Often, Beaudin says, commercial shops will put too much matting (multiple layers) on art in an attempt to pick up on colors in the work. "That's unnecessary," Beaudin says. "It heightens the framing instead of the subject of the framing. It's like an over-designed room, with various prints, plaids and polka dots. There's too much going on."
Many people hang their art too high, the experts say. Cooper suggests you have someone hold the art on the wall, then step back and look at it from a sitting position (if it's a room you sit in) and also as you walk into the room. You want the art at eye level. Once you've decided on a position, mark the top of the frame on the wall. Then measure the distance from the top of the frame to the top of the hanging wire, pulled taut, or the hanging hooks if you're not using wire. Transfer that measurement to the mark on the wall, and that's where you should put the wall hooks. Art should be hung by two hooks - definitely two if the piece is larger than 16-by-20 inches.
If you're hanging several pictures on one wall, Cooper suggests laying them out on the floor to arrange them. Another technique is to cut paper patterns of the frames and tape them to the wall. Start with the biggest picture and work your way out with smaller pictures until you have a pleasing arrangement.
Protecting the art
Besides enhancing the art, a major purpose of framing is protection. One of the most important things is using rag board for matting. Rag board is made from cloth instead of wood pulp, so there is no acid to leach onto the art. Preservation of your art is also a factor in where you put it. Never hang art within 10 feet of direct sunlight. If you must hang art in an area of intense sun, consider something that is replaceable. Ideally, art should be rearranged periodically to keep light patterns from damaging it.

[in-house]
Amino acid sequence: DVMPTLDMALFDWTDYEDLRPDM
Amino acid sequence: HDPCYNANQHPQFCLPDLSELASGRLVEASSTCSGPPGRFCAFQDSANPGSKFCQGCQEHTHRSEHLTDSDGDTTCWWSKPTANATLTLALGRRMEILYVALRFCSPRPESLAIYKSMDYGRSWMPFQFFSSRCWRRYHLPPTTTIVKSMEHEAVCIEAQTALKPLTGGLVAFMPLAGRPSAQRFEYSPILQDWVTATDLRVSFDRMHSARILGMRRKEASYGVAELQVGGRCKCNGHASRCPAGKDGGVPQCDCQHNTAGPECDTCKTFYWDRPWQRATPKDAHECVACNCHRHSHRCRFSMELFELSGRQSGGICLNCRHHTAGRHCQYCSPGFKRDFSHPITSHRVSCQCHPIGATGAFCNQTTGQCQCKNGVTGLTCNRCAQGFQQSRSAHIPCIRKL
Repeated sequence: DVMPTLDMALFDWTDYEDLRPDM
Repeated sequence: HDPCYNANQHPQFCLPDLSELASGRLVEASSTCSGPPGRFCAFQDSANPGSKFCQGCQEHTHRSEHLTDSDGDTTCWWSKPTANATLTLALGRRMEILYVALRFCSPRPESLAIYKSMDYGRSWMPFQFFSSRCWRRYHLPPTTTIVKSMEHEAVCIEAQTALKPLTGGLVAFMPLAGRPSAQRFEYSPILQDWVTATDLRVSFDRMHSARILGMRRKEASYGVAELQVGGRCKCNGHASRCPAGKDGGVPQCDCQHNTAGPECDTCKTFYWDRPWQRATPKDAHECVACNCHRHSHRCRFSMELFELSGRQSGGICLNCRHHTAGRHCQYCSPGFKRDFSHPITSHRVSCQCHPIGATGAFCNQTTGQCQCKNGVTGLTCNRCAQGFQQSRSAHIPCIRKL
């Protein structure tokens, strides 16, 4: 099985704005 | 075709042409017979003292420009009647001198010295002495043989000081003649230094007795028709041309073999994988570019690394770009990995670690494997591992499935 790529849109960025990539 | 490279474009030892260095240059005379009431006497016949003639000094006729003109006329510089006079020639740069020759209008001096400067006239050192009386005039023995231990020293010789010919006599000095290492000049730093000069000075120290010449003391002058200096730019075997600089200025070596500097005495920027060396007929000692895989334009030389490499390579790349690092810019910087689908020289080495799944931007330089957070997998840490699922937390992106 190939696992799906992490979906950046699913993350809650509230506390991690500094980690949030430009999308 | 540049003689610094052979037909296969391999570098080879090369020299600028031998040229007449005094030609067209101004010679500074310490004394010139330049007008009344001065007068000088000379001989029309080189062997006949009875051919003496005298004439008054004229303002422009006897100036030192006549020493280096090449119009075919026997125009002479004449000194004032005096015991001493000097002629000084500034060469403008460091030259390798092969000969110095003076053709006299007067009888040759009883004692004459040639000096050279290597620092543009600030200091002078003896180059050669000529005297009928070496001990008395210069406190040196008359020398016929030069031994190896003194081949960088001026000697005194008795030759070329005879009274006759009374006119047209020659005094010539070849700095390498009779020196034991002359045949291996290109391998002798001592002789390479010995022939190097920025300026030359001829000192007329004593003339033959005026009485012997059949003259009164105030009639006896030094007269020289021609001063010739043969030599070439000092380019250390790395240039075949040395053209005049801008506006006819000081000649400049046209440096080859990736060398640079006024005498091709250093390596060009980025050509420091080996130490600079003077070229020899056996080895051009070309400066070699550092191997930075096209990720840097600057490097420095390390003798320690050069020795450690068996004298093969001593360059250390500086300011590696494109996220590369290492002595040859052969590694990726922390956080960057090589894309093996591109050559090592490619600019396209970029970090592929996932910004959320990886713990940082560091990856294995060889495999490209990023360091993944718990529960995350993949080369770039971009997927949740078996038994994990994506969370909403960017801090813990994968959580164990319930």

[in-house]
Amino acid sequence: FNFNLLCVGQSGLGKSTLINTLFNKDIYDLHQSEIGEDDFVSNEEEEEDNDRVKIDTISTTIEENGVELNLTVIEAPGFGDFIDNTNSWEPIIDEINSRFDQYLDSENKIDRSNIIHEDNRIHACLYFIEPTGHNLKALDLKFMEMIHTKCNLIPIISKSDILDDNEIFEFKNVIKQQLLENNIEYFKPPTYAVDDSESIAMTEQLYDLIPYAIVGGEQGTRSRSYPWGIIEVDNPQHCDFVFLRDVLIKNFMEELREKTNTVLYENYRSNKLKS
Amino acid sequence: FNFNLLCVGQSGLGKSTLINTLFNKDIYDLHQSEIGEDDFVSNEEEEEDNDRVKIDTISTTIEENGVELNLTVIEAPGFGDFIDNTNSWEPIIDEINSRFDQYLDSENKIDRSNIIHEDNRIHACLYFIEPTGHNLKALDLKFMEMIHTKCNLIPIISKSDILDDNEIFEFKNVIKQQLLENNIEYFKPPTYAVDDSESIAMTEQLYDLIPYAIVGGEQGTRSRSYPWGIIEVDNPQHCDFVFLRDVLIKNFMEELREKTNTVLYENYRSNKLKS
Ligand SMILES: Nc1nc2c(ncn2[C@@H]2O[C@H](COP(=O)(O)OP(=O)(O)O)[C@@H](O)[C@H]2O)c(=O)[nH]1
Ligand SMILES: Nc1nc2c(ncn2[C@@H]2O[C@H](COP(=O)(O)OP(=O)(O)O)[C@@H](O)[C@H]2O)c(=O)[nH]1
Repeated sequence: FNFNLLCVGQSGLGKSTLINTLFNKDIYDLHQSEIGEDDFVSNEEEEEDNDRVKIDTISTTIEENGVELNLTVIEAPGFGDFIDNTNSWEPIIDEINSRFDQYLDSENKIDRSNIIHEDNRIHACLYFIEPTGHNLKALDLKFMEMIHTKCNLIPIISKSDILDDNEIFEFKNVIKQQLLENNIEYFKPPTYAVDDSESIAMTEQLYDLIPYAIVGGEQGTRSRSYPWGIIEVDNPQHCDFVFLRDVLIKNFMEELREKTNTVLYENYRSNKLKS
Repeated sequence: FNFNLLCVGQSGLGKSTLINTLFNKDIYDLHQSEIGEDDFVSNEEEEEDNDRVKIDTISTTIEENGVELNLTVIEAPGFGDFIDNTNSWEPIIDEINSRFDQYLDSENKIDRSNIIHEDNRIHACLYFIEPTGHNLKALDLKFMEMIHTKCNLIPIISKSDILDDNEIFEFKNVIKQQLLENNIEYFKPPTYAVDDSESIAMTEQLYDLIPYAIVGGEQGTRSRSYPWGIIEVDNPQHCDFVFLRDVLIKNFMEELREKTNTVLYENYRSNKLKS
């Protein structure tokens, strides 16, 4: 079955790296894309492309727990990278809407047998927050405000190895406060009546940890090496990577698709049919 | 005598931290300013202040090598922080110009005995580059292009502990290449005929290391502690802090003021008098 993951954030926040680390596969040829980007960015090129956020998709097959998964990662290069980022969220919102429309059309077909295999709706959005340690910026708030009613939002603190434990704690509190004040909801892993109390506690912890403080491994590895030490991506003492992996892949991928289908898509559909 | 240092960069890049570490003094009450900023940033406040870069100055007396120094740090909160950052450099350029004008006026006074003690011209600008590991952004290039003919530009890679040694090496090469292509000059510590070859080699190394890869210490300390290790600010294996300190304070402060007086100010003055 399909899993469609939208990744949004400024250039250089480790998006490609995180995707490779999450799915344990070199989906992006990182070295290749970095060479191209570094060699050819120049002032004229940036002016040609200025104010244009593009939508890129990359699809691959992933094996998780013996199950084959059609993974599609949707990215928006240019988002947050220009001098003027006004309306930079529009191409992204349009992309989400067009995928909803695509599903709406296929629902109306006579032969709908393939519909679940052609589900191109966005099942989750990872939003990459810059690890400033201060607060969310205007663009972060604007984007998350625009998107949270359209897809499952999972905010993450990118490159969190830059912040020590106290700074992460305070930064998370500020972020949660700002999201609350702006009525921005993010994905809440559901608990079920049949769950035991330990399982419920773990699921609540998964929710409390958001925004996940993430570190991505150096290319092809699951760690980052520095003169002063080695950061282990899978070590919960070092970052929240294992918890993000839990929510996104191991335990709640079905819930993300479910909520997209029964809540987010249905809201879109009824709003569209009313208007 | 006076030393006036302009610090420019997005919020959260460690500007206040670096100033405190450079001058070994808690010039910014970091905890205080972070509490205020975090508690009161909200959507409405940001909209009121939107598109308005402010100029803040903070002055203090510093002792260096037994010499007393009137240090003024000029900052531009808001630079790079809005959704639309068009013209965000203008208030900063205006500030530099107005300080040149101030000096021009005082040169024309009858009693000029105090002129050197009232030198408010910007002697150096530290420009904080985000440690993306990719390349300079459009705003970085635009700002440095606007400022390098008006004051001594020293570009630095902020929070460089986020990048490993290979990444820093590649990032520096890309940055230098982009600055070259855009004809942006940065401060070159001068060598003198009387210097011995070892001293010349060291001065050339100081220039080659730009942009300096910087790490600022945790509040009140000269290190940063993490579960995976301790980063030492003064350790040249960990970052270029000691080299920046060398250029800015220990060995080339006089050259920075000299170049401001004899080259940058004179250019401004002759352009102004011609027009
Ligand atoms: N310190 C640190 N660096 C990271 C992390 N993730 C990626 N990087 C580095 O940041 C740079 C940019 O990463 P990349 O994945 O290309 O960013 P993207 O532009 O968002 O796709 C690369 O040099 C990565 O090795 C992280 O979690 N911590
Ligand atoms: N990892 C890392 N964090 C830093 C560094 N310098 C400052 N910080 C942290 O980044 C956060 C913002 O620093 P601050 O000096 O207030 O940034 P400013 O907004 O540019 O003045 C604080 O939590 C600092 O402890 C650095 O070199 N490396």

Avoid placing art above a fireplace; soot, heat and dryness can damage art. If you must put a painting above a fireplace, place an insulating sheet of plywood behind it to protect it from chimney heat.
Beaudin and Cooper say that lights attached to frames are a bad idea; the light is too close and can damage art, not to mention the frame.
Never put valuable art in a bathroom or kitchen. Avoid picture wire to hang art; the tension can damage the frame. Instead, put two hooks in the walls, and hook them directly into hooks in the frame.
A short class on glass
There are a several options when choosing glass for your artwork.
- Regular picture glass: Blocks about 43 percent of harmful ultraviolet light, but there's a lot of glare.
- Nonglare: The familiar "fuzzy" glass. This acid-etched glass affects the viewing of the art.
- Image Perfect: A brand of nonreflective glass that doesn't change the way the art looks.
- Museum glass: Nonreflective, it also blocks 99 percent of ultraviolet light.
- Acrylics: A lightweight alternative to glass. It's recommended for very large pieces to cut weight, and for children's rooms.